For Nick, being grateful means focusing on what he has, what Emmons calls an affirmation of goodness: there are good things in the world, and we have received some of them. It also provides a means for Nick to figure out where that goodness is coming from, in Emmons’ words, “recognizing a humble dependence on others.” Nick credits his parents for treating him as a normal child, his wife Kanae for unwavering love, and God for giving him this life to inspire others.”


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It is always good to be reminded, to take a moment for thinking about ‘some of the good things in the world we have received.’

slow down and give thanks

I recently started reading a blog by Jeff Goins.  This week he has been blogging each day and setting the challenge to slow down. His blog today was all on gratitude. Please check out his blog if you are interested in reading more!

Below are some direct quotes from him, with photos that I took when I visited my local beach!  It was a windy, icy day but I was so thankful to be there and it was spectacular!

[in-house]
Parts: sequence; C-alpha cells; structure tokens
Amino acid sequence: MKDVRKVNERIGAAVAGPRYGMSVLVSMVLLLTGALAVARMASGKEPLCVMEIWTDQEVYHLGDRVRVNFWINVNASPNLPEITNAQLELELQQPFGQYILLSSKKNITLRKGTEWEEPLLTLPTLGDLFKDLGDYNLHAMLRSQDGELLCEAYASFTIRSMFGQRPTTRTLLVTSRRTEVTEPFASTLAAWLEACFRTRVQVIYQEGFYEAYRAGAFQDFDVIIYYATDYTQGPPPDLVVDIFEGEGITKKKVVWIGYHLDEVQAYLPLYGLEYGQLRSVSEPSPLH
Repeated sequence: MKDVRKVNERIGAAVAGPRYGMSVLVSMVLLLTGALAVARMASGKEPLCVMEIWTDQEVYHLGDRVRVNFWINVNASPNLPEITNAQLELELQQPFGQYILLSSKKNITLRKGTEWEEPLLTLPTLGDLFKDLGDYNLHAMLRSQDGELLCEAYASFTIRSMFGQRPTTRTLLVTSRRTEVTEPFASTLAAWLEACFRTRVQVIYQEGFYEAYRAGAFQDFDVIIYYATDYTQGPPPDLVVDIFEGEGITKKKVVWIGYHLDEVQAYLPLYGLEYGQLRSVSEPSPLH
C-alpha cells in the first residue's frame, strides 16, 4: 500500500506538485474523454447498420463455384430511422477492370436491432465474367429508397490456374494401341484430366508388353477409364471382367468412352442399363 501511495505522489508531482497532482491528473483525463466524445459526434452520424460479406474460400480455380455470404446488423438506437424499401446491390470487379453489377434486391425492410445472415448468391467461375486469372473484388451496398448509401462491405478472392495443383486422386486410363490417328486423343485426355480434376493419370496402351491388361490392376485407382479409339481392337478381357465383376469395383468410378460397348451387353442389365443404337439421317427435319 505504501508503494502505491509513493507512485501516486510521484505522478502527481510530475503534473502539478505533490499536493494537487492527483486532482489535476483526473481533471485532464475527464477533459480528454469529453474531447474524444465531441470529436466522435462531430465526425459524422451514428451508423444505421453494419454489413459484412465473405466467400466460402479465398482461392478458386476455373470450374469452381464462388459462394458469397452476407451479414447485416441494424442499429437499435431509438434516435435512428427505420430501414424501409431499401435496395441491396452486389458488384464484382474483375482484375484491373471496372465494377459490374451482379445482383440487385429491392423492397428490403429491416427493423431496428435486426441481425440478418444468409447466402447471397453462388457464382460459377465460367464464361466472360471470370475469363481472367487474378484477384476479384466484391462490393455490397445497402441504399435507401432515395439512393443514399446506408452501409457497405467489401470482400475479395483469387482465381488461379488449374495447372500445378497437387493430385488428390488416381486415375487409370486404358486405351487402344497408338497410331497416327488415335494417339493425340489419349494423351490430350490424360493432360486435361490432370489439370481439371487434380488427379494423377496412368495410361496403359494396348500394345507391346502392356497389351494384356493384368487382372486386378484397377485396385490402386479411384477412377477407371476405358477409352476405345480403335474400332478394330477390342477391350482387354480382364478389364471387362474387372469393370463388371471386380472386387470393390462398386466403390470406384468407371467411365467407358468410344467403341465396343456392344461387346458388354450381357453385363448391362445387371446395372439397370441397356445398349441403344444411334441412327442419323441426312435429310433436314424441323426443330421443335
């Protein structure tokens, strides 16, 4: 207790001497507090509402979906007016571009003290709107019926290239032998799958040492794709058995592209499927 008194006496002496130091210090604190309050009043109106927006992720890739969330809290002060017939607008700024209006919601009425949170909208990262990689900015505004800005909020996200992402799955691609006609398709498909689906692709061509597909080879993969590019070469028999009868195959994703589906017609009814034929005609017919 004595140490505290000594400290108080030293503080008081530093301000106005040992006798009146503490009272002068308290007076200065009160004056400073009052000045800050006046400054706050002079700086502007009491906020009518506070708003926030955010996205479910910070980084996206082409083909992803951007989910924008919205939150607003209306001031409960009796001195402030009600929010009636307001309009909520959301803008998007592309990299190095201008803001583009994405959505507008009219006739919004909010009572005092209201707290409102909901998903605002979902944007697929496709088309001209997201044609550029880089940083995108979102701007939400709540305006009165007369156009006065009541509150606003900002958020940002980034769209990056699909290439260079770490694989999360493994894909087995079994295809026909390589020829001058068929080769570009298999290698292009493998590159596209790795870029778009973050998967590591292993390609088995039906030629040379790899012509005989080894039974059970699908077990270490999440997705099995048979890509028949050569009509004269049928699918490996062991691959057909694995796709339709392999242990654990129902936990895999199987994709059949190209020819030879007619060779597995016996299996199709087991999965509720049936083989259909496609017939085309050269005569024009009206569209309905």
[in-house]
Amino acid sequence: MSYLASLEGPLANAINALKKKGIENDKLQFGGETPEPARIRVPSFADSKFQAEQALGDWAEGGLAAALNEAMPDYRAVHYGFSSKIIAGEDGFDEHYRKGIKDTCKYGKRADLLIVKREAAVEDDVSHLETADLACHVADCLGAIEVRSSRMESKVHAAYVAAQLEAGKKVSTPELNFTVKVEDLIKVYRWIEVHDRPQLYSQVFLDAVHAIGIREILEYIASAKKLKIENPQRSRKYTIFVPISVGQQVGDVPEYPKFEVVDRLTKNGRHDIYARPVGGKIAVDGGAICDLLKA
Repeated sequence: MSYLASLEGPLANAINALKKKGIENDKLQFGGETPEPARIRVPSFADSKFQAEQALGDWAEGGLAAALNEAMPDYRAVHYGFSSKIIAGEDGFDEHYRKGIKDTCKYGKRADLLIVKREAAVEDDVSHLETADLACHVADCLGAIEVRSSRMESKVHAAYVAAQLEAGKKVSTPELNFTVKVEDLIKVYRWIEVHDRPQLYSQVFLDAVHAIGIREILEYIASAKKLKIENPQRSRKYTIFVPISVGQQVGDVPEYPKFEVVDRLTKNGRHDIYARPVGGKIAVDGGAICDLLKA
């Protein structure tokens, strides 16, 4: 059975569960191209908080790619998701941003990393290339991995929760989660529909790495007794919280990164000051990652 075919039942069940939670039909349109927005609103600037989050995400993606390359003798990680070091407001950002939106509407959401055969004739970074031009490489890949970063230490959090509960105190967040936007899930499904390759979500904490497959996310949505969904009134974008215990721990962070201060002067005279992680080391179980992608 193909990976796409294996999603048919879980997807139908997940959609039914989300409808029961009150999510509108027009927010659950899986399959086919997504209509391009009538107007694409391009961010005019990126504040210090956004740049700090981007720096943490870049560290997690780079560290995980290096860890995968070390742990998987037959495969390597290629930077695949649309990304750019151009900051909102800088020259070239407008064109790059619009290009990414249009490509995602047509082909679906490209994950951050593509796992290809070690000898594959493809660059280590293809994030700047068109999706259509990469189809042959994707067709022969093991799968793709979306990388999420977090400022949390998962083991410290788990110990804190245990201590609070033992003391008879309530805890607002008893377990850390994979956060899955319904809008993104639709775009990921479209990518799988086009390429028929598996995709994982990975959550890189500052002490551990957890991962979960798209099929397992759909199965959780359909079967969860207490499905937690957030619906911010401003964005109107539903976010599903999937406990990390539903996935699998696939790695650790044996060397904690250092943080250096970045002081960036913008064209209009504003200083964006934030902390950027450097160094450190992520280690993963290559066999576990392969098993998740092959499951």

“One of the curses of living in such a fast-paced society is that we tend to take things for granted. We overlook everyday blessings, oblivious to the fact that life itself is a gift. And if we’re not careful, we can find ourselves rushing through each day, less and less grateful, which is no way to live.”


slow down and notice nature…

“Part of the reason we learn to say “thanks” for the seemingly small things is that it helps us appreciate the “big” things in life when they do come.

And the other reason is that as we learn to appreciate the small, we realize it is all big.”


Notice the small (not that the sun is small!) everyday things.

“We learn to stop waiting for tomorrow or a better break and finally embrace where we are, right now. Which hopefully by now we can say is a very good place.”


“Be grateful for the moments that slow you down, the ones that cause you to take your time. Use these opportunities to appreciate what you already have and tend to miss. As you do, see how much better life looks, and actually is, when you approach it with gratitude.”